Neil Bayley:
Clerk to the Trustees of Tyndale's Monument, North Nibley.

In 1956 I was a Solicitor working in a practice in Gray's Inn. My wife and I had for some time wanted to move out of London to the West Country and when the chance came to take up a job in Dursley we accepted. My parents lived in Cheltenham, and while negotiating over the new job my father took us for a drive in the surrounding area. On that drive I saw Tyndale's Monument for the first time.

I joined the firm in Dursley and the second file of papers that was placed on my desk was about the Monument. I found, somewhat to my surprise, that I was Clerk because the partner I replaced had been Clerk. The Clerkship had been held by a partner in firm since about 1907.

I remained as Clerk for 35 years until 1992 when I retired. They were happy years which put right much of my original ignorance about Tyndale and his Monument.

Because the Clerk was the one fixed point, (Trustees came and went with their term of office) hundreds of people wrote to me. Of course some were complaining about the state of the Monument, or the roadway leading up to it, but many more were giving me useful information about Tyndale or about the Monument. And very many people came to see me. Like the letter writers some of them were complaining or wanting a free trip to the viewing chamber at the top of the Monument, but many more wanted to tell me something they knew. People like the professor from Oregon whose great grandfather had worked on the building. Everyone who had worked on it was given a beautifully bound copy of the Authorised Version of the Bible, and he brought me his great grandfather's copy to show me. People like a man from Quebec who claimed to be a member of the Tyndale family, and to be writing a book about his ancestor. Well, he left all his papers in my office and never came back for them, so I imagine the book was never written.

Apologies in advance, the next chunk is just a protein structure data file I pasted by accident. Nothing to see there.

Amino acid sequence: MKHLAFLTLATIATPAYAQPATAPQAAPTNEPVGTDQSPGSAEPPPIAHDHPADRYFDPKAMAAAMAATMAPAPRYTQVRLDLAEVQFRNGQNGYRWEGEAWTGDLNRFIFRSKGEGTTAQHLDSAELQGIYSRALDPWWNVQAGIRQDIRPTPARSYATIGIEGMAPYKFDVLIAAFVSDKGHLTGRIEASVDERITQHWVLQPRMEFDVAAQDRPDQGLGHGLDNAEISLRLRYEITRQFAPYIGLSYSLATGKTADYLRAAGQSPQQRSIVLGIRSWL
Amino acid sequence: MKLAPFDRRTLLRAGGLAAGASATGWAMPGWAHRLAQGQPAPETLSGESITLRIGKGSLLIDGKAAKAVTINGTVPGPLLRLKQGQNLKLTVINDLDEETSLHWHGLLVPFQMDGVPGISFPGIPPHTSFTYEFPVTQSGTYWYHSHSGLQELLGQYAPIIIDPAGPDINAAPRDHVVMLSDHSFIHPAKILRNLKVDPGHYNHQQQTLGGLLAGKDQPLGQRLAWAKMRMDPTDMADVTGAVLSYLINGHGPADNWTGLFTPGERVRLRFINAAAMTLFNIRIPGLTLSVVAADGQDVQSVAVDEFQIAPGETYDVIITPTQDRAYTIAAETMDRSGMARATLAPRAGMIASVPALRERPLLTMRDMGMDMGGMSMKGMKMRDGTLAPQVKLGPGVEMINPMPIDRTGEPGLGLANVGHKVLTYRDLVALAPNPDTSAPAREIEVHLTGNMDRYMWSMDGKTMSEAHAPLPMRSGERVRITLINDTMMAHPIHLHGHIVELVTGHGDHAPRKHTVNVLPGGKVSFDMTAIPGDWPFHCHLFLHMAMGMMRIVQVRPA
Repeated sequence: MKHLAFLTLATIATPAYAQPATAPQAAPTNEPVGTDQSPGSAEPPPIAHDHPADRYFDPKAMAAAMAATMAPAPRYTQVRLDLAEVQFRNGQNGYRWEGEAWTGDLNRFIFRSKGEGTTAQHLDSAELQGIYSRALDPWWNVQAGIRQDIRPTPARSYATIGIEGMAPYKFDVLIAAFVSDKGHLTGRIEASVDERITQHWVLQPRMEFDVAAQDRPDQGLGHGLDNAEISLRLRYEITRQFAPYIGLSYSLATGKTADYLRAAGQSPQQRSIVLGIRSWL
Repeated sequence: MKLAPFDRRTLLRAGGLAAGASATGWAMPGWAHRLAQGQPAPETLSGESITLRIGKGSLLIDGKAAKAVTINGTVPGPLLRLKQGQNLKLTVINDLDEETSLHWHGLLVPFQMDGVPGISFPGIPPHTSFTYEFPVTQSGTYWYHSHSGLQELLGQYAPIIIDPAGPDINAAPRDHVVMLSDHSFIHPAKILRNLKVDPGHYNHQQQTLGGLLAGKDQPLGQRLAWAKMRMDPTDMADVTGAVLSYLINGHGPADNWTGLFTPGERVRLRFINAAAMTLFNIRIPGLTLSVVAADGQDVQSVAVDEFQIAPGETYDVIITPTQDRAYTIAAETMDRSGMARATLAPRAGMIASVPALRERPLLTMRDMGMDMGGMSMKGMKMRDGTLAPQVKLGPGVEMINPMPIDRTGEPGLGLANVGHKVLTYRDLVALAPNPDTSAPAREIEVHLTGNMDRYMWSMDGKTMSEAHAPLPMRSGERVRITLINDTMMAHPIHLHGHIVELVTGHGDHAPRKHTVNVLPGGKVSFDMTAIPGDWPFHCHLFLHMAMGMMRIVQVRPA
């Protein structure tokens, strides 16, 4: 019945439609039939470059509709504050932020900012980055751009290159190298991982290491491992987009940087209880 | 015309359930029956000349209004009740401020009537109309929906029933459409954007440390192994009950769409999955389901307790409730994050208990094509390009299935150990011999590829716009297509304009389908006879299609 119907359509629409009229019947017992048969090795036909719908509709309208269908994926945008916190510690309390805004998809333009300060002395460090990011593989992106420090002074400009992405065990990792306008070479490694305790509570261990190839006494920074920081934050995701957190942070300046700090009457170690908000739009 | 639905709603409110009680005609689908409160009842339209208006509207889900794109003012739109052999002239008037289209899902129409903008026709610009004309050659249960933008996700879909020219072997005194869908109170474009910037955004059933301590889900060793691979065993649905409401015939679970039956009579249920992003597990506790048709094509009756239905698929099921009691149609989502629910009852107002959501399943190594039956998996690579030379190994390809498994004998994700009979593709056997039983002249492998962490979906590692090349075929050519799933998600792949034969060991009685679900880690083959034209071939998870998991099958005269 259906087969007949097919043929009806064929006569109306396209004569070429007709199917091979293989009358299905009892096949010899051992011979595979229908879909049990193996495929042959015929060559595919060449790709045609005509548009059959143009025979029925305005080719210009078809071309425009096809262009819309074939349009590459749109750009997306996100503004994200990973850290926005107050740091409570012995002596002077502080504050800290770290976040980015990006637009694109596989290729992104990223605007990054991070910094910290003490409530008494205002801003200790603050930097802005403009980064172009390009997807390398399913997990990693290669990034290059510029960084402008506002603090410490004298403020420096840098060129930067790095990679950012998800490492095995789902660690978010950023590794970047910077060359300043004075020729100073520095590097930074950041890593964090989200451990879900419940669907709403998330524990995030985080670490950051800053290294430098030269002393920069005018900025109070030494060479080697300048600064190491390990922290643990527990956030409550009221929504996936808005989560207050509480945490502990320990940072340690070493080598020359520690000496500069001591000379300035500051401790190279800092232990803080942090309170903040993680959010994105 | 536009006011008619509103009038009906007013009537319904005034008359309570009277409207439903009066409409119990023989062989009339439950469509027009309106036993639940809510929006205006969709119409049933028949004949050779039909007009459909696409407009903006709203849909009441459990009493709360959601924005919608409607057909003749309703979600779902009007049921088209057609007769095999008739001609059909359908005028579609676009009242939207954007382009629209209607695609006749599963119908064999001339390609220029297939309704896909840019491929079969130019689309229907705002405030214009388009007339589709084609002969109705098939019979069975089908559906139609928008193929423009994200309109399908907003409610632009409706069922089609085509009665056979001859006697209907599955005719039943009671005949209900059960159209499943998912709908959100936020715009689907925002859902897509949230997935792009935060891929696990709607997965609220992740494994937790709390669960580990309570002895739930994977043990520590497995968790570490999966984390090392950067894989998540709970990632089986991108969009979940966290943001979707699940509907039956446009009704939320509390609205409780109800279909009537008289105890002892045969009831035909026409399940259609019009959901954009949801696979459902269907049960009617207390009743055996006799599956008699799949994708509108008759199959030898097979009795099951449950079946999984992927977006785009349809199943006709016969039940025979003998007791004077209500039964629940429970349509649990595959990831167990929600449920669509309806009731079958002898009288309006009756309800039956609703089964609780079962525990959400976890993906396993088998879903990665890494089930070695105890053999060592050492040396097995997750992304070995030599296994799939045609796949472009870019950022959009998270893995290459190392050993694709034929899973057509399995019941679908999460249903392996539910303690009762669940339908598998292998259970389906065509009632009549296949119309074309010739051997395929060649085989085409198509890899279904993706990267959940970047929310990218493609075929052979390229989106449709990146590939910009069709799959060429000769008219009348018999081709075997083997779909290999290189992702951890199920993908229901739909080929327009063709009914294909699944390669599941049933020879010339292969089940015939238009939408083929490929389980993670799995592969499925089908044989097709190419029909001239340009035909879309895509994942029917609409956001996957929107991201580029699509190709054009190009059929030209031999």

Over the years there we made appeals for funds and minor repairs were carried out. In the early sixties one of the games played by local youths was to carry a large stone to the top of the Monument and see how many tops they could knock off the railings round its base. Luckily modern youth is a little less fit and that game seems to have stopped. But there was a minor appeal for repairs to the railings.

Then in 1985 we had to launch a major appeal because extensive repairs were needed to the whole fabric. As one facet of this I was asked to go and talk to one or two organisations, and I had to do some research to give these talks. But in the Quincentenary year the Gloucestershire branch of the Prayer Book Society held their summer service at North Nibley on the theme of Tyndale, and I was asked to preach. That led to more invitations. By the end of the year I had given 24 talks and 3 sermons. This year bids fair to being very much the same. My innocent joining of a Gloucestershire legal practice has been a strange introduction to the fascinating world of William Tyndale.

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